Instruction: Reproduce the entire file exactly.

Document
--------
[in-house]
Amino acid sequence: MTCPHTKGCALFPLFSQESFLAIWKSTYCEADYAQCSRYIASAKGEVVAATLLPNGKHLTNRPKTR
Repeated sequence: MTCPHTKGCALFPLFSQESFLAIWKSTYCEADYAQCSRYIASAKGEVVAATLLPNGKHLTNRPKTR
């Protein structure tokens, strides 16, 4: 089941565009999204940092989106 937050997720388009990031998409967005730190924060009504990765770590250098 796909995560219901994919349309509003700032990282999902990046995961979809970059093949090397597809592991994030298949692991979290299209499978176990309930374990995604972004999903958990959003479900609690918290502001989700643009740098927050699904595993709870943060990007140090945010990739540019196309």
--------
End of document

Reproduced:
[in-house]
Amino acid sequence: MTCPHTKGCALFPLFSQESFLAIWKSTYCEADYAQCSRYIASAKGEVVAATLLPNGKHLTNRPKTR
Repeated sequence: MTCPHTKGCALFPLFSQESFLAIWKSTYCEADYAQCSRYIASAKGEVVAATLLPNGKHLTNRPKTR
């Protein structure tokens, strides 16, 4: 089941565009999204940092989106 937050997720388009990031998409967005730190924060009504990765770590250098 796909995560219901994919349309509003700032990282999902990046995961979809970059093949090397597809592991994030298949692991979290299209499978176990309930374990995604972004999903958990959003479900609690918290502001989700643009740098927050699904595993709870943060990007140090945010990739540019196309």